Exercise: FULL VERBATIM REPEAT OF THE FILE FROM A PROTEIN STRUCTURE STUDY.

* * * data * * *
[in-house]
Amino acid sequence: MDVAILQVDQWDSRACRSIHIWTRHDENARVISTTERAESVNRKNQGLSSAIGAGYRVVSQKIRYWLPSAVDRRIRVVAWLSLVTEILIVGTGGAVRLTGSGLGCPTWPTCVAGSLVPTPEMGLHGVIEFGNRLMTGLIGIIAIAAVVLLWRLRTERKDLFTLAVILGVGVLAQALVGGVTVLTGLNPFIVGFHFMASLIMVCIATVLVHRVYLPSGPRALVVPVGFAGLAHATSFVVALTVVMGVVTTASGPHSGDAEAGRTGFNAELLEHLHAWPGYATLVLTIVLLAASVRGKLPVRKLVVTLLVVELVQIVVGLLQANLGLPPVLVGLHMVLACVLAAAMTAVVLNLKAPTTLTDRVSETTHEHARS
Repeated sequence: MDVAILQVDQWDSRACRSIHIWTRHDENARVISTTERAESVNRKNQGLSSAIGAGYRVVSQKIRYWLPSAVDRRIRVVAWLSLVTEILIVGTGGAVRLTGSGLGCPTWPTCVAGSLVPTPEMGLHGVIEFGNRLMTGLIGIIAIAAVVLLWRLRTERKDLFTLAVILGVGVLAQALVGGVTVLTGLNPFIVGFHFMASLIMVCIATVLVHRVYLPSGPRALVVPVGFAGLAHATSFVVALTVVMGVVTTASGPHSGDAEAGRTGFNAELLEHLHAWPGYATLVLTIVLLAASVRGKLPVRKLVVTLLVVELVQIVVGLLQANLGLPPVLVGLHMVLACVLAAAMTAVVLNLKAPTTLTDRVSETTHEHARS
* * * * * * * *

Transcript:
[in-house]
Amino acid sequence: MDVAILQVDQWDSRACRSIHIWTRHDENARVISTTERAESVNRKNQGLSSAIGAGYRVVSQKIRYWLPSAVDRRIRVVAWLSLVTEILIVGTGGAVRLTGSGLGCPTWPTCVAGSLVPTPEMGLHGVIEFGNRLMTGLIGIIAIAAVVLLWRLRTERKDLFTLAVILGVGVLAQALVGGVTVLTGLNPFIVGFHFMASLIMVCIATVLVHRVYLPSGPRALVVPVGFAGLAHATSFVVALTVVMGVVTTASGPHSGDAEAGRTGFNAELLEHLHAWPGYATLVLTIVLLAASVRGKLPVRKLVVTLLVVELVQIVVGLLQANLGLPPVLVGLHMVLACVLAAAMTAVVLNLKAPTTLTDRVSETTHEHARS
Repeated sequence: MDVAILQVDQWDSRACRSIHIWTRHDENARVISTTERAESVNRKNQGLSSAIGAGYRVVSQKIRYWLPSAVDRRIRVVAWLSLVTEILIVGTGGAVRLTGSGLGCPTWPTCVAGSLVPTPEMGLHGVIEFGNRLMTGLIGIIAIAAVVLLWRLRTERKDLFTLAVILGVGVLAQALVGGVTVLTGLNPFIVGFHFMASLIMVCIATVLVHRVYLPSGPRALVVPVGFAGLAHATSFVVALTVVMGVVTTASGPHSGDAEAGRTGFNAELLEHLHAWPGYATLVLTIVLLAASVRGKLPVRKLVVTLLVVELVQIVVGLLQANLGLPPVLVGLHMVLACVLAAAMTAVVLNLKAPTTLTDRVSETTHEHARS